- 1A literature comparison of 14 radiocarbon-dated macrofossil records of raised peat bog initiation indicates that there is a relationship between the prevailing climate and the character of the first ombrotrophic vegetation communities at peatland sites in Britain and Ireland.
- 2All that is required for ombrotrophy is the separation of the mire growing surface from the influence of surface and subsurface waters. This could occur via vertical accumulation of the peat mass or a lowering of the water table. The establishment of bog species can be rapid once isolation occurs.
- 3Peatlands may become ombrotrophic in a variety of water table conditions and climatic regimes. There are at least two distinctive routes to ombrotrophy, via a ‘dry-pioneer oligotrophic community’ or via a ‘wet-pioneer oligotrophic community’.
- 4Tregaron South-east Bog does not fit the pattern suggested by the literature comparison. The Fen–Bog Transition (FBT) occurred in a period of increased effective precipitation but the first ombrotrophic community was indicative of relatively dry, ‘hummocky’ bog and a deep or unstable water table.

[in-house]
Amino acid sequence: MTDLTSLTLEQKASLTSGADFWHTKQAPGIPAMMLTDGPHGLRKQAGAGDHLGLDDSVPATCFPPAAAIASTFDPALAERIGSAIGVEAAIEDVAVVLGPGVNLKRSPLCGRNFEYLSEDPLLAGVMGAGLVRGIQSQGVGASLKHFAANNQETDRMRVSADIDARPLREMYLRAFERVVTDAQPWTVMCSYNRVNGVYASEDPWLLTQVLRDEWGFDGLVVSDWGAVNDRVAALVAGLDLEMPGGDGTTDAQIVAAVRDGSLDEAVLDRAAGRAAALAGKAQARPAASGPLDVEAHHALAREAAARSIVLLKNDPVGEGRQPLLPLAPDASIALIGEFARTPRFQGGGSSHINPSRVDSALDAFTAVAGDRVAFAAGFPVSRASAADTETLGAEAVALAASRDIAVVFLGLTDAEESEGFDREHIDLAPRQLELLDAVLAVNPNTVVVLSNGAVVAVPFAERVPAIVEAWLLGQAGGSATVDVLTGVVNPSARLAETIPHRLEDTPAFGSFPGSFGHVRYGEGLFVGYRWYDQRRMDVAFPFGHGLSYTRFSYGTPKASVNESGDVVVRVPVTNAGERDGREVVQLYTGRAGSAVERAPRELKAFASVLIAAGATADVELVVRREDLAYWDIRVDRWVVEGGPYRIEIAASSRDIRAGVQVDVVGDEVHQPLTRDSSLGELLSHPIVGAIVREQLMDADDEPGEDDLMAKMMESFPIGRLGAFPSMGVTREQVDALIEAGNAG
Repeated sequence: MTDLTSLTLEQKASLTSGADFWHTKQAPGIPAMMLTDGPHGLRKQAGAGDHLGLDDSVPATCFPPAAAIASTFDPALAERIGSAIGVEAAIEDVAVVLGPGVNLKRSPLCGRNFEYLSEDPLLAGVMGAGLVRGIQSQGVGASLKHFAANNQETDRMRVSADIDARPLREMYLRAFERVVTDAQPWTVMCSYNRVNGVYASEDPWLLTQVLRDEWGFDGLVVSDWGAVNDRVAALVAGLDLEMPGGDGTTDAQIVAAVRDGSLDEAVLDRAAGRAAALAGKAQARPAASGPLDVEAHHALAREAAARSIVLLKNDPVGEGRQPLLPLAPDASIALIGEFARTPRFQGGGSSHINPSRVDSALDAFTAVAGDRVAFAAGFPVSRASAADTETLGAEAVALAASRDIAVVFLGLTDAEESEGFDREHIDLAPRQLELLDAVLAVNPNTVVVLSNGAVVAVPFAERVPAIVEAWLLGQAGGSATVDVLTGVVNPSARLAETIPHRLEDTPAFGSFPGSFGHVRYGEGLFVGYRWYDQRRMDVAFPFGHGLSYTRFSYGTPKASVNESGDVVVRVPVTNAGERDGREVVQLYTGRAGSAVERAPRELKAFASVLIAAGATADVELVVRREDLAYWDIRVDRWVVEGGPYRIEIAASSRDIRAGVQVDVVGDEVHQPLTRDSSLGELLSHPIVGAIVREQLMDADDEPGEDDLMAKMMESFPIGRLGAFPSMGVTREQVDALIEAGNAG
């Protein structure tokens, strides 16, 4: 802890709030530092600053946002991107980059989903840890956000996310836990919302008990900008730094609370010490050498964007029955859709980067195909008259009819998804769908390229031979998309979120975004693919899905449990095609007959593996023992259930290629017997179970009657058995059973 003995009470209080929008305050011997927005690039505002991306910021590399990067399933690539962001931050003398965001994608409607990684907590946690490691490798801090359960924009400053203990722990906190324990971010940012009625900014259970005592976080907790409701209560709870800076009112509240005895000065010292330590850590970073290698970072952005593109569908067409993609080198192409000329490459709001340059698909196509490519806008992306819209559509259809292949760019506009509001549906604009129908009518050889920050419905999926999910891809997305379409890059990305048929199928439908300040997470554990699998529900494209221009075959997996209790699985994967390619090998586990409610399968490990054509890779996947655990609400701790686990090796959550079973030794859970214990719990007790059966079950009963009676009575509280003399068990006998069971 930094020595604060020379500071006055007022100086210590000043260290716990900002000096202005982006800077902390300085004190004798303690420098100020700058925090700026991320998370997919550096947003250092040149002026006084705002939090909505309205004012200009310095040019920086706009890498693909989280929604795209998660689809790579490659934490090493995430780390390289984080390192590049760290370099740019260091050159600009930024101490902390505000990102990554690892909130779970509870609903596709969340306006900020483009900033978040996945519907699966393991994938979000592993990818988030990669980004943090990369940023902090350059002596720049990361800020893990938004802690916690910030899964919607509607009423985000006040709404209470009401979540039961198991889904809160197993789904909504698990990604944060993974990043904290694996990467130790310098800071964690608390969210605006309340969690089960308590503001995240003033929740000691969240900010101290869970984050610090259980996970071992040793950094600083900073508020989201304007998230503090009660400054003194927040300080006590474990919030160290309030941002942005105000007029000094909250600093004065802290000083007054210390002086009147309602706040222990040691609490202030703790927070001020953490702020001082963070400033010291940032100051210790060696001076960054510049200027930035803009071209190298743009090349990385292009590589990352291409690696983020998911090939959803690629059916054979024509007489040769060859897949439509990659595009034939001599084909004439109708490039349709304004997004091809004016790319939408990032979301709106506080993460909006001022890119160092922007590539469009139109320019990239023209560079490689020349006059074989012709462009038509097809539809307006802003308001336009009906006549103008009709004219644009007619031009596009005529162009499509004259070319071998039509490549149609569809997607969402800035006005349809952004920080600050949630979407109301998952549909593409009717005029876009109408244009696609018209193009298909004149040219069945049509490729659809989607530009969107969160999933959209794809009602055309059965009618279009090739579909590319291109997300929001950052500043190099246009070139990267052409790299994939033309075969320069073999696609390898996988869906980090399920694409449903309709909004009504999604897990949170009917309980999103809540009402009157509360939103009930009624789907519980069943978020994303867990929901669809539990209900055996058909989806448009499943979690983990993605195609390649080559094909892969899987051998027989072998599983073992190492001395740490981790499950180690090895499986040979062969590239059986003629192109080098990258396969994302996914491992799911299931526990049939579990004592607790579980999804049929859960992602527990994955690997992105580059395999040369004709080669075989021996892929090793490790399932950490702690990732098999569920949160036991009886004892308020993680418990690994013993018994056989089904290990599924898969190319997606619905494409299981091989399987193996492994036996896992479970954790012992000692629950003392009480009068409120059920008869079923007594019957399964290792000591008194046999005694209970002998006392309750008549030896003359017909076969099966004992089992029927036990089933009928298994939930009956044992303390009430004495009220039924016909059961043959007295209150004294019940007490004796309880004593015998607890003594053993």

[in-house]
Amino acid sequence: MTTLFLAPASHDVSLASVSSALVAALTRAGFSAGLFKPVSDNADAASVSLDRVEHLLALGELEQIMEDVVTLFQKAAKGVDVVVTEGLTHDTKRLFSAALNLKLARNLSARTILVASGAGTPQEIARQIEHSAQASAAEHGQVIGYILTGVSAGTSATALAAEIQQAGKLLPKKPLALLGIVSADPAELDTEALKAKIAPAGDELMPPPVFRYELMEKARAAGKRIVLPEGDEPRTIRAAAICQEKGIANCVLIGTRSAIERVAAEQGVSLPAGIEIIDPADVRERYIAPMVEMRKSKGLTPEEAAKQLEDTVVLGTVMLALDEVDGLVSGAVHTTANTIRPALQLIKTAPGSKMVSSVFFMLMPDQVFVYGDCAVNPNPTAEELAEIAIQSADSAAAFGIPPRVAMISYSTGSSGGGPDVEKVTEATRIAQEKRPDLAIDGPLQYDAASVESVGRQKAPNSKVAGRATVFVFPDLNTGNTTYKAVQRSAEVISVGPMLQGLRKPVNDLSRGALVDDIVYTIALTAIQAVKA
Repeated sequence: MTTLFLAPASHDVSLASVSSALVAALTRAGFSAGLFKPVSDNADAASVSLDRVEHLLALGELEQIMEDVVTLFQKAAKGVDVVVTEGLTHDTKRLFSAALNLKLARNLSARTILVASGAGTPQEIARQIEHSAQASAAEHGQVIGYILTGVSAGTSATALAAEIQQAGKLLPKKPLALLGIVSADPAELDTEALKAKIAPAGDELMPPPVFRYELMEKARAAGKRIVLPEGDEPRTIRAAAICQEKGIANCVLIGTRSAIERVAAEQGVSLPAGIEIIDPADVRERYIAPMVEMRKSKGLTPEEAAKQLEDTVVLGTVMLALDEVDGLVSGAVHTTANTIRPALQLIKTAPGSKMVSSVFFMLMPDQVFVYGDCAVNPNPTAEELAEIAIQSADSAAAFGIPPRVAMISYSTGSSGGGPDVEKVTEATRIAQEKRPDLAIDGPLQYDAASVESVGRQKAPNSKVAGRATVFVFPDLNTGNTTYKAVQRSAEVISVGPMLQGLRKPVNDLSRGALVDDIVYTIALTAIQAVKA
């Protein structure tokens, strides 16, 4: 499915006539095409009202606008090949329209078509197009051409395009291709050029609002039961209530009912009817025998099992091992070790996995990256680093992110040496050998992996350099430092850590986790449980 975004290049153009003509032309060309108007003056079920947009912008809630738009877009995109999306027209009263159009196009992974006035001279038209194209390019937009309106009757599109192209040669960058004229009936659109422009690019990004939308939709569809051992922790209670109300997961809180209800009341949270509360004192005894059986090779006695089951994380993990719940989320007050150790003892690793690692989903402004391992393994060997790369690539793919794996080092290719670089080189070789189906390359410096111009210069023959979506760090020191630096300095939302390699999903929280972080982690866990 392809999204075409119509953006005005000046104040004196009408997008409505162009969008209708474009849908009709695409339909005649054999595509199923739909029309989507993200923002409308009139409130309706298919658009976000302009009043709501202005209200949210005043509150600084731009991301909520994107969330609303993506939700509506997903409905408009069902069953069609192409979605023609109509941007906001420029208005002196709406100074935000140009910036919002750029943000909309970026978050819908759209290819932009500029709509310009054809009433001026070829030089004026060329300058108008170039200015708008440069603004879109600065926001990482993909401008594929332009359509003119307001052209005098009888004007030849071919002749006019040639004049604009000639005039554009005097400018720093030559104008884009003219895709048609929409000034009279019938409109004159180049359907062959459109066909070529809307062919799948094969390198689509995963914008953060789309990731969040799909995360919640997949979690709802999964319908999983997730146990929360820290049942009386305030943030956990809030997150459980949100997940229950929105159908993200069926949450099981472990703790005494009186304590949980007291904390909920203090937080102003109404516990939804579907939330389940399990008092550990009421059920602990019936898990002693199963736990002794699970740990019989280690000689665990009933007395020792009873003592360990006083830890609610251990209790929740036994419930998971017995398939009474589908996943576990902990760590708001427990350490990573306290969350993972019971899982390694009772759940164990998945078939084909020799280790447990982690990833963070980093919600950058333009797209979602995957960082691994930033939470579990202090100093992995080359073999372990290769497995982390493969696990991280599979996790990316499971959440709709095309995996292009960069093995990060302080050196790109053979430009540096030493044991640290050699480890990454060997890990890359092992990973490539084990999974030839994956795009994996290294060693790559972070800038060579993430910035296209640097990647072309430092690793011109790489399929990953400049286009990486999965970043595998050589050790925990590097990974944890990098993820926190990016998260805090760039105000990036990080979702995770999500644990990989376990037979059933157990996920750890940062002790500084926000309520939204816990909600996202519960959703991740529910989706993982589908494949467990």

- 5The transitional poor fen communities at Tregaron South-east Bog were short-lived. Sphagnum palustre mire lasted for 90 years compared to 300 years at Bolton Fell Moss in Cumbria, and the FBT was synchronous across much of the bog.
- 6The Tregaron peatland complex has a long history of water table fluctuations as shown by the stratigraphy of the marginal peats.
- 7Channel incision in the River Teifi could have contributed to the development of ‘dry hummock’ pioneer bog in the humid climatic conditions at 7300 cal. BP, by reducing the level of lagg streams.